Corresponding to every vector field, there is an associated field of differential 2-forms (the adjoint under stokes theorem). These are basically little weighted planes sitting at every point in space roughly normal to the direction of the current. For these forms there is a clear orientation (plane normal in the same direction as the current rather than the opposite). Combining this with the convention that you integrate over loops counterclockwise, and the direction of the magnetic field is completely determined.

    So really the right handedness is really a convoluted encoding of the direction that the current is going, taking into account the convention that you integrate over loops counterclockwise rather than clockwise.
     
  10. Jul 21, 2010 #9

    Pythagorean

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    Hrm.... I see.

    Not that I dispute the statement, but in my EM classes, I was given the impression that the magnetic vector potential was a fiction (a mathematical convenience) itself.
     
  11. Jul 21, 2010 #10
    All mathematics applied to physical phenomena is in essence a 'fiction'.
    We use these logical models to understand or create a conceptual basis for our understanding but the model is not 'real' nor is another model rendered a 'fiction'.

    Maxwell chose to emphasise the force field approach to EM because he was firmly convinced of the existence of the aether and that model suited the concept better. He was aware of the potentials as an alternative model but chose to sideline that approach.
    We now know that the aether is a seriously flawed concept so we prefer not to use it.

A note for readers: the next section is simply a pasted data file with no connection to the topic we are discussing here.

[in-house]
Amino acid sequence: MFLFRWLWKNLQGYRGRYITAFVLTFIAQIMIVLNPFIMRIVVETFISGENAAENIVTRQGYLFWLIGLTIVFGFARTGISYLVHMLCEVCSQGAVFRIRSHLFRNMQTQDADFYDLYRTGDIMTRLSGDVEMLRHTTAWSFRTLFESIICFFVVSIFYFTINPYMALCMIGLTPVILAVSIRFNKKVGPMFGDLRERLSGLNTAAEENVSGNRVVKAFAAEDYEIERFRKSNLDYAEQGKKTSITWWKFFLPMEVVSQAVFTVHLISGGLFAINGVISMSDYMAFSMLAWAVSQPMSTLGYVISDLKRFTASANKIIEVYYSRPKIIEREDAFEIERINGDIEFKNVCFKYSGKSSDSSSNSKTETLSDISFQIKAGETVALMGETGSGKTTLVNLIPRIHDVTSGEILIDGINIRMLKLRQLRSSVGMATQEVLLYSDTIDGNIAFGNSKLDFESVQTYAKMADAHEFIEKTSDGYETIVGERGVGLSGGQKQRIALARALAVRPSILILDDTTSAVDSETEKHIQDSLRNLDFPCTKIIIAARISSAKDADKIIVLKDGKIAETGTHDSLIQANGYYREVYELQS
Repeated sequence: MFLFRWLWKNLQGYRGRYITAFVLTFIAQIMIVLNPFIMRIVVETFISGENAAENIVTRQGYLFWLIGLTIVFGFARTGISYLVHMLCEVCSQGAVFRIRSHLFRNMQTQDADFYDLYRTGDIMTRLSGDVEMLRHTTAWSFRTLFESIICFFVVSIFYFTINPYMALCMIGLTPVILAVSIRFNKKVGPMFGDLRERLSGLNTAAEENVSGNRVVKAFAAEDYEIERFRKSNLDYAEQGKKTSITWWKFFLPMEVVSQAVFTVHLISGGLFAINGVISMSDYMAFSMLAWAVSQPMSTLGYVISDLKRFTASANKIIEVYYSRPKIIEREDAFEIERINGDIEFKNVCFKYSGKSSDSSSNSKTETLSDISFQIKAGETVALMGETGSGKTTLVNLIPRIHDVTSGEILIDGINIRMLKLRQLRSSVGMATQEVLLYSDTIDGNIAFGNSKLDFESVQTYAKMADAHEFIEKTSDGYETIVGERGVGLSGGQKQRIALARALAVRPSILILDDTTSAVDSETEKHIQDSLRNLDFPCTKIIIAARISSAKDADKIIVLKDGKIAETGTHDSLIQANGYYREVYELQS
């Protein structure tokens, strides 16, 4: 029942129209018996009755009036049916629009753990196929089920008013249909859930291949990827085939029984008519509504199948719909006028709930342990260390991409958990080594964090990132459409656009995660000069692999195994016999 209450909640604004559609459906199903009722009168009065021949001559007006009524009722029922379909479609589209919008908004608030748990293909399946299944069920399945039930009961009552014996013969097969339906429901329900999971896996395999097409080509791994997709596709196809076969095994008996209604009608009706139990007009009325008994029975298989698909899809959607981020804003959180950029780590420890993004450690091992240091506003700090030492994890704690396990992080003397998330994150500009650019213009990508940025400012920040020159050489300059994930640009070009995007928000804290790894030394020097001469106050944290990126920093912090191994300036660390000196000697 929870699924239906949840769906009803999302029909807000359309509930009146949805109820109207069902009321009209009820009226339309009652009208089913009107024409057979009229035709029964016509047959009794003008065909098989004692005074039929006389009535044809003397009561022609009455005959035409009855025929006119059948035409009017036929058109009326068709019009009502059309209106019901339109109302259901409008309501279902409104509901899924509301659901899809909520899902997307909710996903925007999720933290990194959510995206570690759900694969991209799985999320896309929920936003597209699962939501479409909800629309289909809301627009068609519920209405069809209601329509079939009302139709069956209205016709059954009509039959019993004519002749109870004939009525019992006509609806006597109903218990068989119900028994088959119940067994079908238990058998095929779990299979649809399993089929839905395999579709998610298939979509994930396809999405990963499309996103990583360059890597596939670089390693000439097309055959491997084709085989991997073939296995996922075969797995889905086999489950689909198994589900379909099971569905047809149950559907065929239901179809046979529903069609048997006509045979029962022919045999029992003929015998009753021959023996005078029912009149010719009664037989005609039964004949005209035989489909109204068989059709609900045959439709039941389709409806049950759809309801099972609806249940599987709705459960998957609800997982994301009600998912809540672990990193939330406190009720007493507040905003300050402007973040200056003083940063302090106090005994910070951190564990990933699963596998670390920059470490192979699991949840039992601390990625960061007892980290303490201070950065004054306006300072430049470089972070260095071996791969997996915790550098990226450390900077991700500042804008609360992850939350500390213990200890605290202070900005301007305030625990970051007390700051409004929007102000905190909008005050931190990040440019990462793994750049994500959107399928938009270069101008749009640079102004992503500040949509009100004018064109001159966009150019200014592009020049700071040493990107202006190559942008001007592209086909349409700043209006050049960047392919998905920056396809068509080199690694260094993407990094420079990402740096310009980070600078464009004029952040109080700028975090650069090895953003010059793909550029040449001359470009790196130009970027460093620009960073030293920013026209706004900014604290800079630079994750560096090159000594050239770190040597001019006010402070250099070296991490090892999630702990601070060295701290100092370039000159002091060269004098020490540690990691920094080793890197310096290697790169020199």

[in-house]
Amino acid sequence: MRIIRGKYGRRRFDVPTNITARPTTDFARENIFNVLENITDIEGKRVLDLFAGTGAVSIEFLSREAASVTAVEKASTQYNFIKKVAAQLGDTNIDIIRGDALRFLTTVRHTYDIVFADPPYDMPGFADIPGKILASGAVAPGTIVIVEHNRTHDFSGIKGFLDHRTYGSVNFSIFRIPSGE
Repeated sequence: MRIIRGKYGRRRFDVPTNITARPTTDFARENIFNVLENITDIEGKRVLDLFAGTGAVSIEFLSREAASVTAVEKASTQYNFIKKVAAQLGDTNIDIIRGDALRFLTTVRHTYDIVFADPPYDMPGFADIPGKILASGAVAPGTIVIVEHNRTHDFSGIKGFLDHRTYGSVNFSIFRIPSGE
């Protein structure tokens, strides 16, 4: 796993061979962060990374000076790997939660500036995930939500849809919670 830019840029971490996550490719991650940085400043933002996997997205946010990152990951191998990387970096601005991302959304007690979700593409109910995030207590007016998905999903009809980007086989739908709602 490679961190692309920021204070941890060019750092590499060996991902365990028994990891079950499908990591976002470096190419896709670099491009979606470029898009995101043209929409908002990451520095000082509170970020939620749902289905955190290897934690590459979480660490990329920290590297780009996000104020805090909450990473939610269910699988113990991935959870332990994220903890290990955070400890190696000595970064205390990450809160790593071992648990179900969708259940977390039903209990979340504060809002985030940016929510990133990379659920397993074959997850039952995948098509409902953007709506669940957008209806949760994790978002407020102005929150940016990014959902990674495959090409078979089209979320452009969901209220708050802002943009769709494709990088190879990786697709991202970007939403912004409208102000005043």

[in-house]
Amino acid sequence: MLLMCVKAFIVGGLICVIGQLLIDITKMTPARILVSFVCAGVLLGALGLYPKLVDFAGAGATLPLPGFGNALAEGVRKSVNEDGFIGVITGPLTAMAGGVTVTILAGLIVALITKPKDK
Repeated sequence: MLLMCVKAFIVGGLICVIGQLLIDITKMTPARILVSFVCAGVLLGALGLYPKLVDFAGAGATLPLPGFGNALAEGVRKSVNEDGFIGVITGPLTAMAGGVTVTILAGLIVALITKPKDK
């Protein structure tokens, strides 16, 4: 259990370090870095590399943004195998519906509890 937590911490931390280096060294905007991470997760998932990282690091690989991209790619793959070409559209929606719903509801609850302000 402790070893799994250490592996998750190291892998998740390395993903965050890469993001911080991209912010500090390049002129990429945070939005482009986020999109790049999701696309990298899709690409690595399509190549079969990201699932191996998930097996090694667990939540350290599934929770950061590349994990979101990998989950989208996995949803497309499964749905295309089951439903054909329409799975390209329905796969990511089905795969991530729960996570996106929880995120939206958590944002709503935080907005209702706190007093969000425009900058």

In fact, because the vector and scalar potentials together make a four-vector which is invariant under Lorentz transform, in many ways the model is more flexible - it is certainly a lot easier to understand and use in practice.

    Unfortunately, the education system is firmly wedded to a historical approach to learning which means that the potentials are only introduced at an advanced level and then only as a 'mathematical abstraction' from the E and B fields. In doing so, much of the simplicity is lost (curl of a curl indeed! - you just finish up going parallel to the original direction - Isn't that a clue that you took a wrong turn somewhere! :rofl:)
     
  12. Aug 12, 2010 #11
    thanks all for your comments!!

    Been thinking a bunch since original post (catalyzed by your helpful comments), and with the add of cracking my physics texts to the right pages (spurned by your comments), I think I see my original question was a bit ill posed. In short, there's no real 'asymmetry' or chirality (like in biological molecules) -- rather the 'curl' of the fingers is about which direction the 'polarity' of the affected charge will have forces induced on it.


    a bit more illustration further below....
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    nevertheless, I realize a slightly deeper question arises, about why we see induction of any magnetic field (or charge-related forces induced). I think before I can post a usefully intelligently coherent question on it, need to do more reading-- thank you again all!! :)

    yeaahh physicsforums.com


    ///////////////////////////////////////////////////////////////////////////
    bit more illustration on what getting at.

    using positive ions say, w/curl option1, they go directionA, whereas w/curl option2 (say the other way from option1) and the positive ions go directionB (the opposite from directionA).

    conversely, negative ions, are affect the 'opposite way'. That is, under curl option1, go directionA, and under curl option2, go directionB.



    in a quickiee table:

    curl: option1 option2

    neg_ion directionA directionB
    pos_ion directionB directionA